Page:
First and foremost: The Asus 1215N works PERFECTLY for CUDA in both Windows and Linux! There have been several posts about the internet either complaining about CUDA not working, or wondering if it works.
I would like to report that, in fact, it does work perfectly. I would further like to expand on how it works, what needs to be done to set things up, and document other gotchas in the setup process. If this is helpful, please let me know!
People looking for a full review of this netbook can find it elsewhere on the internet. I have no interest in providing a standard review. I will only be reviewing and commenting on the portions that relate to my interests: CUDA (and, soon, OpenCL) development.
The stock OS that comes with the system is rubbish. It's Windows 7 Home 32-bit, which is OK, except for all the garbage it comes with. After literally 30 minutes of it setting itself up, it was so full of crap that I gave up and started over. This system has no CD drive, so you get to learn the fine art of installing Windows and Linux from a USB stick. A 4GB stick is sufficient.
Installing Windows 7 from a USB key is fairly straightforward:
This works quite nicely. I would also add that the Atom processor in this laptop IS a 64-bit processor, so you can install a proper OS. I put Windows 7 Professional 64-bit on.
A note on booting from USB: You must put the USB stick in the laptop, boot up, enter the BIOS, select the USB drive under the hard drive options, then save and reboot. You cannot configure this laptop to always boot from USB (as far as I can tell). Also, after the first stage of the setup, remove the USB key or it will boot from it again and restart setup.
Once Windows is installed, there are many drivers to install. However, Windows Update does a good job of finding them. After all the updates ran, I installed the latest nVidia driver package to ensure I had the most recent driver version and best Optimus support.
You may want the nVidia Optimus Test Tools to verify that things are working as designed. Once the driver is installed and the CUDA development environment is set up, one can observe the nVidia core being powered on as a CUDA app runs, and then immediately turning off. Pretty spiffy!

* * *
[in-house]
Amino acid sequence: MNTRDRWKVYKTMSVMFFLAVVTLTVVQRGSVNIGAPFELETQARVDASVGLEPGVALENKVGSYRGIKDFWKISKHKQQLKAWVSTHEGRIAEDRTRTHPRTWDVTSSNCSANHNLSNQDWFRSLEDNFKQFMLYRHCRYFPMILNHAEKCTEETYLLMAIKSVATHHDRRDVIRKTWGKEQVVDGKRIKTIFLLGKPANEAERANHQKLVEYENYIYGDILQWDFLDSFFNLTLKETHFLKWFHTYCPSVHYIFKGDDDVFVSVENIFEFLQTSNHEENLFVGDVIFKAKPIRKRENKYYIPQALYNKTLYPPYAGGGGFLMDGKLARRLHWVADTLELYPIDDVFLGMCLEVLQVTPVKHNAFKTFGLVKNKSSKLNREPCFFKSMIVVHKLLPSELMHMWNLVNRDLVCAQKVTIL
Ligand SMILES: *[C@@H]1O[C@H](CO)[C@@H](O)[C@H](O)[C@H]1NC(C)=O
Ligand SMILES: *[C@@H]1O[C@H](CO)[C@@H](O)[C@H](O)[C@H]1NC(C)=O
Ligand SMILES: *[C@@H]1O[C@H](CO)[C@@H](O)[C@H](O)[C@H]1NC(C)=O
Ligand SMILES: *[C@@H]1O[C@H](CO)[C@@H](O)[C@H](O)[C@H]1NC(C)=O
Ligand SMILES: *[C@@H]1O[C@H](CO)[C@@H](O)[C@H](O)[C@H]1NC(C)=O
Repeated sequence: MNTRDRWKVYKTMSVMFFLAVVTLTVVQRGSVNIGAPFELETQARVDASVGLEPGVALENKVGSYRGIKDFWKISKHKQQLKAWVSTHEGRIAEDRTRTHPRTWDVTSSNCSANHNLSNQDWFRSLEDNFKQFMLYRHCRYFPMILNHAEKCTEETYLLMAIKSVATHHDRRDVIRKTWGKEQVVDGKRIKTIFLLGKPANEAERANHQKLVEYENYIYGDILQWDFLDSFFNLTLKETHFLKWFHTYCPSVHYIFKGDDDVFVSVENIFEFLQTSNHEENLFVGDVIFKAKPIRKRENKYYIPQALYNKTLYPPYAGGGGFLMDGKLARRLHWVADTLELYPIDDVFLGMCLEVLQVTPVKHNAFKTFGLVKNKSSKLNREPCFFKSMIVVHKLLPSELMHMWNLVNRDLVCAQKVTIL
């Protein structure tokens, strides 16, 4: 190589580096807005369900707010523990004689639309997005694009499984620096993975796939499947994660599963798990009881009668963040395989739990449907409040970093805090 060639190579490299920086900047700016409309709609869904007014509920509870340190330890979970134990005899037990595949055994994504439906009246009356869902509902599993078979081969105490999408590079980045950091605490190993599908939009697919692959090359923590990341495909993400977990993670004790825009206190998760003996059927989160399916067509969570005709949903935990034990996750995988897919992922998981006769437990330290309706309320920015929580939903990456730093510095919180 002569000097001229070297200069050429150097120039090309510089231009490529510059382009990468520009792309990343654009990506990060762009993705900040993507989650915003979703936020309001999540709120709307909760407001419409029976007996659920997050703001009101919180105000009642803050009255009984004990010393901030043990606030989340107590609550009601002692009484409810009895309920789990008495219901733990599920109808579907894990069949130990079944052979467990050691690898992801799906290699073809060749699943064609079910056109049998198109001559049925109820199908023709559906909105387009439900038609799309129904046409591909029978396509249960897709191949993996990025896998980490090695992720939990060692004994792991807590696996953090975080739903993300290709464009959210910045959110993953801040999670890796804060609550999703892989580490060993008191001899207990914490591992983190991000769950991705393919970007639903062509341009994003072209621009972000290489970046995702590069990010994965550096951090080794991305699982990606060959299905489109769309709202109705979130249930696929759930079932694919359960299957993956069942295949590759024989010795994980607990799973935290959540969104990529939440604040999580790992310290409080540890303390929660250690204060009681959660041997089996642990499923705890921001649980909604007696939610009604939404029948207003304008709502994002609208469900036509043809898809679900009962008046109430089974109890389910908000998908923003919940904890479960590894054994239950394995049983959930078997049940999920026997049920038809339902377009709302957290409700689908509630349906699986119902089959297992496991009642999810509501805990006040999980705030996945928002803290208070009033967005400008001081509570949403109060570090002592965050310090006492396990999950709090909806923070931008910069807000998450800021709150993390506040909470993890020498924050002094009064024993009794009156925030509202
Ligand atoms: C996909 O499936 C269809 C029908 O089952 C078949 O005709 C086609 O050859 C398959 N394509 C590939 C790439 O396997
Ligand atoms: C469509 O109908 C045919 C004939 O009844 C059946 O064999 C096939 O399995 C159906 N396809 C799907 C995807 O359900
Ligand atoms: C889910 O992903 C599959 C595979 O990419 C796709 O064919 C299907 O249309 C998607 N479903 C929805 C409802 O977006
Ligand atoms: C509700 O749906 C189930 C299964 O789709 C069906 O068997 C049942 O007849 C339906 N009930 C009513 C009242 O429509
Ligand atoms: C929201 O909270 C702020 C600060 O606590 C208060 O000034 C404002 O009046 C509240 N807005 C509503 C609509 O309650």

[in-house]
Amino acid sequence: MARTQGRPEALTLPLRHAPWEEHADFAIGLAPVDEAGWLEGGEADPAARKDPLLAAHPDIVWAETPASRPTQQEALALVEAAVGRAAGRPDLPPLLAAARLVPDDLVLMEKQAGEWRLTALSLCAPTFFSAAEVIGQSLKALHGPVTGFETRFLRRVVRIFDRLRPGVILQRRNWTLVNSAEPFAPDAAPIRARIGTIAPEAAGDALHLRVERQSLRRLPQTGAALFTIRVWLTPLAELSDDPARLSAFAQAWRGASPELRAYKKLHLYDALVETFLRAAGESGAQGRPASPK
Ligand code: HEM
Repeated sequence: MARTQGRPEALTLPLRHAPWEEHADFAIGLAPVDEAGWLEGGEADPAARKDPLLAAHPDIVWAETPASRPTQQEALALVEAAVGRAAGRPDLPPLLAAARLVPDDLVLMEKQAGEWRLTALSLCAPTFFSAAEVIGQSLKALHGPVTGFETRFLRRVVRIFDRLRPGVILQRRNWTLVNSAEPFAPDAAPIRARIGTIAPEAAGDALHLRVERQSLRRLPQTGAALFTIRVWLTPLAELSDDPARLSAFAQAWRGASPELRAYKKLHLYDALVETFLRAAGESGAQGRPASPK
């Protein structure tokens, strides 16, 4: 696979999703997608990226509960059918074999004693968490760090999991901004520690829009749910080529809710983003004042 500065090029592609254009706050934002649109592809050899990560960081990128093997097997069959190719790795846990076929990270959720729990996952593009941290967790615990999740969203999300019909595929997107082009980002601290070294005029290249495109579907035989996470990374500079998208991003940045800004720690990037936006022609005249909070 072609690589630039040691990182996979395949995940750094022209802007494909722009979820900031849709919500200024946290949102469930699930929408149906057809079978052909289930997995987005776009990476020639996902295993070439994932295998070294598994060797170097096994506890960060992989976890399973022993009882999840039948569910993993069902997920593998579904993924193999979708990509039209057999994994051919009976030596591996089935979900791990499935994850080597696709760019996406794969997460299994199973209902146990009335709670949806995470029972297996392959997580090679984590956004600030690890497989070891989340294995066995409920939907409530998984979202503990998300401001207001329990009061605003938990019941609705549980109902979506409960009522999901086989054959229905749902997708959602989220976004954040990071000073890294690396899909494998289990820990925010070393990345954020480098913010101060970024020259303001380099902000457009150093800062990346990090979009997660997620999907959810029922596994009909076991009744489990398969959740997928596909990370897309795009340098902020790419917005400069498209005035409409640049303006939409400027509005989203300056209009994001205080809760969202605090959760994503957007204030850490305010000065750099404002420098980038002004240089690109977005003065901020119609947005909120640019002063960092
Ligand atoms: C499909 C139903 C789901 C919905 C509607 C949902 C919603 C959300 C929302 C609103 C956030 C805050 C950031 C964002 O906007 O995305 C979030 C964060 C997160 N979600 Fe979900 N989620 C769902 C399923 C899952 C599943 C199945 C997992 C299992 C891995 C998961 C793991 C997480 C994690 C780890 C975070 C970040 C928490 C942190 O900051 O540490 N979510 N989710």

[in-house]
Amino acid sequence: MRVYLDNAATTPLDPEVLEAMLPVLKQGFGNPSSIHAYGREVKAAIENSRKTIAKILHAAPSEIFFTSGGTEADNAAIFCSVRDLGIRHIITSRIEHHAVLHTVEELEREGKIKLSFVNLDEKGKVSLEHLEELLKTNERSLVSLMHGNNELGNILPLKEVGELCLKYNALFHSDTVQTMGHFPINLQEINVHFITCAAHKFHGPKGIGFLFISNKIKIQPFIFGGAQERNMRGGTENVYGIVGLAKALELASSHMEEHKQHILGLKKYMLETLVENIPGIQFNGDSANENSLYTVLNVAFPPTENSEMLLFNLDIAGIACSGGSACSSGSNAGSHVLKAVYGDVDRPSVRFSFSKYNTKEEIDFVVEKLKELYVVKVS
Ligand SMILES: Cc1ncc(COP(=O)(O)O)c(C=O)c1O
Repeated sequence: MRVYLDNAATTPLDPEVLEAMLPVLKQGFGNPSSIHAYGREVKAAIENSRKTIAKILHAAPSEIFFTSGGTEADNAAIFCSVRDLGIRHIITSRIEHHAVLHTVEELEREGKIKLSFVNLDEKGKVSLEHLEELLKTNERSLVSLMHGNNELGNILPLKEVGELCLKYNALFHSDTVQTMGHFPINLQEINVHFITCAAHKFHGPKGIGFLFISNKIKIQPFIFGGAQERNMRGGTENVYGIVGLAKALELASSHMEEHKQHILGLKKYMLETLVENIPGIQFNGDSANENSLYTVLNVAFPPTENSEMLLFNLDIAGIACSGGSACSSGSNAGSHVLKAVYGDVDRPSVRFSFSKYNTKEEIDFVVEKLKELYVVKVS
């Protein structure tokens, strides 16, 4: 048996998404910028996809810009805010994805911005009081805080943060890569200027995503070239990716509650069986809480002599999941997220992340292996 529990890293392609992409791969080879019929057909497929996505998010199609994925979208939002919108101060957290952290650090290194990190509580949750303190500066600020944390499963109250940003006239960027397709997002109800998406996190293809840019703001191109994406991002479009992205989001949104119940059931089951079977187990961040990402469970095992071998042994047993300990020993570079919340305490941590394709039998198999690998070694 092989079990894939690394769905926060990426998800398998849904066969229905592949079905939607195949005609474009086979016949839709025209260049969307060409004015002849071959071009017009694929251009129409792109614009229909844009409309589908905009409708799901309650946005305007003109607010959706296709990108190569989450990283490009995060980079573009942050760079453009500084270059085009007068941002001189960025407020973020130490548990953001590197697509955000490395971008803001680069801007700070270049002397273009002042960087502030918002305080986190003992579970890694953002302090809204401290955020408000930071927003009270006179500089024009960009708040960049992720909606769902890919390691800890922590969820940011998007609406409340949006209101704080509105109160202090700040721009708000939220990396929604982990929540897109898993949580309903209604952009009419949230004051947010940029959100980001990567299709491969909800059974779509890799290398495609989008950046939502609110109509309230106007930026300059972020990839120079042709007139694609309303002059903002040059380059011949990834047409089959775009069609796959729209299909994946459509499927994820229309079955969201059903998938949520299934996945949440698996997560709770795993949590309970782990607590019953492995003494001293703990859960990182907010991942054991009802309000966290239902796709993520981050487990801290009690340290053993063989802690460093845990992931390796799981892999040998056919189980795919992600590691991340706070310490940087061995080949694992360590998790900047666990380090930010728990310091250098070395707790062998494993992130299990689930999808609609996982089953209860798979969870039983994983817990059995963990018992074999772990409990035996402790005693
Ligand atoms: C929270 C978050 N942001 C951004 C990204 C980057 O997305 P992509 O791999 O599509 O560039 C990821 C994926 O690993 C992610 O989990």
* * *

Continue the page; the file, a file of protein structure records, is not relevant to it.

So, Windows support is perfect. 10/10 for CUDA support, 9/10 for setup. Having a good OS with no crapware on the system from the factory would be better.
Linux, on the other hand, works nicely but is much more difficult to set up. Prepare for some fun.
I used Ubuntu 10.04 LTS, as this is the supported OS for CUDA 3.2 right now.
The install is a standard install from USB, and is well documented.
Now comes the tricky parts. You'll want to upgrade to at least a 2.6.36 kernel if you like your ethernet port - the stock 10.04 kernel does not support it. I upgraded to 2.6.37 with the Ubuntu Kernel PPA - anything past 2.6.36 supports the ethernet port.
The next thing you may notice is that the "ctrl-alt-F1" type functions do not work. They mostly manage to lock the system up with some pretty colors. This is not good. To fix this (and lose framebuffer, but... such is probably solvable if one tries), Disable Kernel Mode Setting.
Now, you can change to a text console, kill X, and install the current nVidia drivers. Be careful, though - do NOT let the installer update your X11 configuration files! The nVidia chip CANNOT drive the video output, so you MUST leave the Intel display chip driving the output. If you do not let the nVidia driver update the X11 configuration files, things should continue to work. If not... revert from backups.
At this point, you should be able to boot into X11 (on the Intel display chip), install the CUDA drivers, and get things working. If you cannot get a test program to run, try running it as root. This will create the /dev/nvidia0 and /dev/nvidiactl entries, which should allow things to work. At least, it did for me.
The final issue to resolve is that of battery life. Under Linux, the nVidia chip is always powered. This is fine - unless you care about battery life. Fortunately, someone has hacked together some the acpi_call kernel module that allows you to fix this.
git clone http://github.com/peberlein/acpi_call.git
sudo insmod acpi_call.ko
You can now toggle the GPU on and off with the asus1215n.sh script - just pass "on" or "off" to it to alter the state.
The GPU does revert to a powered on state if you sleep - be aware of this. And, obviously, it will need to be on for CUDA apps to access it.
So, you should now have a fully functional 1215N with both Windows & Linux running, with a fully supported CUDA development environment in both!
Questions? Comments? Let me know.